CCID Reduces Its Budget Increase As It Celebrate 21 Years Of Service Excellence In The Cape Town CBD

Cape Town CBD property owners, who approved a 11.7 % budget increase for the Cape Town Central City Improvement District (CCID) earlier this year, stand to benefit from the organisation reducing its budget ask by more than 5 %.

Speaking at the organisation’s Annual General Meeting in the city today, CCID chairperson Rob Kane said the non-profit organisation had recalibrated the budget it tabled to the City of Cape Town requesting an 11.7 % increase and had drastically reduced it to 6.2 % “due to cost-savings, careful budget revision and the utilisation of a portion of the CCID’s reserves”.

Kane said: “The financial impact on the additional rate paid to the CCID by property owners within our Special Rating Area will therefore be less than anticipated. This will provide much-needed relief to our ratepayers during this economically challenging period.”

In the 2020/2021 financial year, the CCID received R76.7 million via CBD ratepayers, with the bulk of the funds – 58.9 % – being allocated to the Safety & Security department. The CCID’s Urban Management department received 9,6 %, Social Development 7.8 % and Communications 5.7 % of the budget.

The CCID operates within a 1.6 square km geographical area in the city centre and provides additional services in town in addition to those of the City of Cape Town and SAPS.

Kane also announced that the 2020/2021 financial year, the CCID had attained its 21st consecutive clean audit due, which was “a very impressive result backed up by strong governance and financial control”.

The organisation is celebrating 21 years of service excellence in the Cape Town CBD this year, having been established in 2000.

CCID CEO Tasso Evangelinos, who was awarded a Mayoral Civic Award last month, said that in the last financial year, the CCID’s structures and partnerships were “once again” tested to the limit by Covid-19 and the government’s regulations to stem its tide. “These deeply affected our retailers and damaged the CBD economy. However, I am happy to report that we not only survived but succeeded in maintaining a safe and secure CBD for our stakeholders, ensuring that the Central City was open for business, and encouraging office workers and visitors to come back to town.”

Evangelinos said the organisations strong partnerships, combined with its diligence and determination enabled the CCID to operate effectively under duress.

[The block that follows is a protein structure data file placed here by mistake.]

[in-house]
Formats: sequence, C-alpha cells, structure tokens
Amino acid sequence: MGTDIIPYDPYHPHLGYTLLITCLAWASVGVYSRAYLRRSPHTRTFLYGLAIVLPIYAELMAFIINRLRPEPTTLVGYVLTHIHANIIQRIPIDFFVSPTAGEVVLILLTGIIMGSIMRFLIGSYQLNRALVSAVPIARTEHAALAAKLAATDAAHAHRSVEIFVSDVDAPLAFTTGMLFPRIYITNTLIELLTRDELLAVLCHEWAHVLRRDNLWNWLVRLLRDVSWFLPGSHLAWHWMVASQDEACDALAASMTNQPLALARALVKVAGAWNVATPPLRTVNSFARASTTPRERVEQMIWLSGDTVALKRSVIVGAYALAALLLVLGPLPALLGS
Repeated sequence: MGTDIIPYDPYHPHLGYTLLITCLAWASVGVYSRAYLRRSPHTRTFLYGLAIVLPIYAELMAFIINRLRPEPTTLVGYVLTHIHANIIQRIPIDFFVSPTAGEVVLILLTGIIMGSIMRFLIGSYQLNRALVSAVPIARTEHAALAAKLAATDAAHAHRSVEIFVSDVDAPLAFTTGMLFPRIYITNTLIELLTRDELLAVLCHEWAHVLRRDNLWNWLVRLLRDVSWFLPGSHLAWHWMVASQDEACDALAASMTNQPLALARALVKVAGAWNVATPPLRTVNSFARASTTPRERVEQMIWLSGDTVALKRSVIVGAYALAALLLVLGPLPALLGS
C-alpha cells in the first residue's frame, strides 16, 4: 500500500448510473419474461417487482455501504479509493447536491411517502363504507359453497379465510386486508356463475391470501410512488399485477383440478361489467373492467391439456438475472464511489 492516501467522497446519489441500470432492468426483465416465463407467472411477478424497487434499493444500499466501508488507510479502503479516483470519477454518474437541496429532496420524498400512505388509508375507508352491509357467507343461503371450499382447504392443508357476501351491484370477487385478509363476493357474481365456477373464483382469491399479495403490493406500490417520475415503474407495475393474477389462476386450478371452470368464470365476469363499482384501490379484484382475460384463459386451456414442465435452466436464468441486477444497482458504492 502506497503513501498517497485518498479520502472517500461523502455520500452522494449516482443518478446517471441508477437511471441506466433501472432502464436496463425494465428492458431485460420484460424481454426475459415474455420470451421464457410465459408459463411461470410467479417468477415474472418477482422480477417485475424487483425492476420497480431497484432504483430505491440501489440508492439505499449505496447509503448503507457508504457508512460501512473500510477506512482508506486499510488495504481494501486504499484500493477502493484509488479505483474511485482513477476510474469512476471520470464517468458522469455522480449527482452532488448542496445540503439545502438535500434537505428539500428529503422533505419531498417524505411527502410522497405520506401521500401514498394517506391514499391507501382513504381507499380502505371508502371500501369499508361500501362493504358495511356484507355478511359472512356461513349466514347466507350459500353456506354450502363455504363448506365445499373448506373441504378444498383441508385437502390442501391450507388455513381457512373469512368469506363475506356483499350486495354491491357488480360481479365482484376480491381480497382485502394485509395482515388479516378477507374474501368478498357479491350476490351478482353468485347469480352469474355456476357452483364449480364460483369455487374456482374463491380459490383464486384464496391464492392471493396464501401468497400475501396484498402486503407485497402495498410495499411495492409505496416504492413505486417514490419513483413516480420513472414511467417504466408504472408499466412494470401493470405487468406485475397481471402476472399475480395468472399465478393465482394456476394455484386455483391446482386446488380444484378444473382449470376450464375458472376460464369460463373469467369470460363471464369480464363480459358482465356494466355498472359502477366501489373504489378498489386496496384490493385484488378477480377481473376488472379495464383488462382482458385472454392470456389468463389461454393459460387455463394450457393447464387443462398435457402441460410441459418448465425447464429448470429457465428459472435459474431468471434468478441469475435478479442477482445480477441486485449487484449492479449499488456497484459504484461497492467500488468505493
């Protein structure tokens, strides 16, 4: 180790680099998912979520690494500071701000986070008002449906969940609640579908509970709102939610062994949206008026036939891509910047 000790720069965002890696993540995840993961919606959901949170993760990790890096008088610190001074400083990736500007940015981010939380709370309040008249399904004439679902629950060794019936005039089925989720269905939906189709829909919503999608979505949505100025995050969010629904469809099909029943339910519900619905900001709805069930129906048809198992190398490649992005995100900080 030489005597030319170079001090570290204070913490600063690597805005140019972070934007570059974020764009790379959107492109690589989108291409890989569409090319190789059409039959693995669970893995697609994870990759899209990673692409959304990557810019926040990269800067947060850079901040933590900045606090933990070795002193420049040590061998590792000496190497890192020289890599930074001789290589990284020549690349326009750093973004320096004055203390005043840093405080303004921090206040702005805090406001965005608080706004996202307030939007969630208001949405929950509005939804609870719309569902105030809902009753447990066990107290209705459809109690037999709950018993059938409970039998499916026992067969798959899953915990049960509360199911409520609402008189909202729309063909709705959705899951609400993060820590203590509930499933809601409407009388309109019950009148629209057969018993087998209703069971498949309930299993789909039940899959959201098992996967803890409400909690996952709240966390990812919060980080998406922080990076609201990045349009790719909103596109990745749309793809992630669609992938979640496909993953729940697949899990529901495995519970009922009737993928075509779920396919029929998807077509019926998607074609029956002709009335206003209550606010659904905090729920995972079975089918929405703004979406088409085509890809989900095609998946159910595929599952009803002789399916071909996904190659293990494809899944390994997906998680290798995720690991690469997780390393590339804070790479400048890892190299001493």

Kane said while the CBD had been hard-hit by the pandemic, it remained the most successful inner city in South Africa, and a good investment node for residential and commercial property investment. “In fact, last year, the total value of property investments in the CBD – completed, under construction, planned or proposed – was R6.68 billion. This is very encouraging given the crushing impact of the pandemic on the construction and other sectors,” Kane said.

There are also positive signs that the tide is turning, Kane noted. “Covid-19 is still in our midst, but we have a greater understanding of it. In the CBD we are seeing proverbial green shoots emerging. There is a lot more activity as corporates and business owners move away of the Work From Home experiment and ask employees start to return to the office in some form or other.

“Top of mind now is a concerted effort to reinvigorate the CBD’s economy,” Kane said.

CCID COMES OF AGE IN CBD

Commenting on the CCID’s coming of age, Kane said the NPO had transformed the city centre from a “no-go” area in 2000 into an economically successful CBD that today was able to attract “businesses big and small, visitors from all over the world, global corporate events and conferences” and was arguably the safest and cleanest city centre in South Africa.

CCID board member and CEO of Corporate Image Tamra Capstick-Dale, who has been involved with the organisation since its inception, said: “When we got the approval to start the CCID, at the time we did not fully realise how sharp a corner had been turned. We didn’t appreciate that history was being made. We can see that now.”

Capstick-Dale said it was obvious that the CCID had succeeded in reaching its two primary objectives – security and cleansing. “The overwhelming success of the CCID is illustrated by the numbers. But the impact has been both practical and psychological and these are often overlooked in assessing the CCID. The practical impact was to turn the investment tide. Some of today’s best-known developments rose during that period … and investment continues unabated.

“But the psychological impact is best understood by Capetonians themselves. The place they call ‘town’ had become the subject to pity, disappointment, even derision. What the CCID returned to the city – and this will be its abiding gift to Capetonians – is a sense of pride.”

The CCID’s 2021 Annual Report can be viewed here https://www.capetownccid.org/about-ccid/annual-reports